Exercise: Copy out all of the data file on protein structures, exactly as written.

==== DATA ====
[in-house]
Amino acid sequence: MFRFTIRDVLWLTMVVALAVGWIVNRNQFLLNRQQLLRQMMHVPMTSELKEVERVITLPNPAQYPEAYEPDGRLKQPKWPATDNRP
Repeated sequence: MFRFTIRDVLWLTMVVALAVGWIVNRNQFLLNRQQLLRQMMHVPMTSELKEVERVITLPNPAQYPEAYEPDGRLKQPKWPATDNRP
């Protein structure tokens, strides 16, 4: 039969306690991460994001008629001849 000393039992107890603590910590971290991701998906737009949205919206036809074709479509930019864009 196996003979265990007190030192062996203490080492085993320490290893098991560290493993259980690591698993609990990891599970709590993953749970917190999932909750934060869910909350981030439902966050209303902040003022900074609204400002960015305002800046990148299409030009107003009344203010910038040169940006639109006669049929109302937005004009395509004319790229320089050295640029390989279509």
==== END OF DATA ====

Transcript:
[in-house]
Amino acid sequence: MFRFTIRDVLWLTMVVALAVGWIVNRNQFLLNRQQLLRQMMHVPMTSELKEVERVITLPNPAQYPEAYEPDGRLKQPKWPATDNRP
Repeated sequence: MFRFTIRDVLWLTMVVALAVGWIVNRNQFLLNRQQLLRQMMHVPMTSELKEVERVITLPNPAQYPEAYEPDGRLKQPKWPATDNRP
């Protein structure tokens, strides 16, 4: 039969306690991460994001008629001849 000393039992107890603590910590971290991701998906737009949205919206036809074709479509930019864009 196996003979265990007190030192062996203490080492085993320490290893098991560290493993259980690591698993609990990891599970709590993953749970917190999932909750934060869910909350981030439902966050209303902040003022900074609204400002960015305002800046990148299409030009107003009344203010910038040169940006639109006669049929109302937005004009395509004319790229320089050295640029390989279509």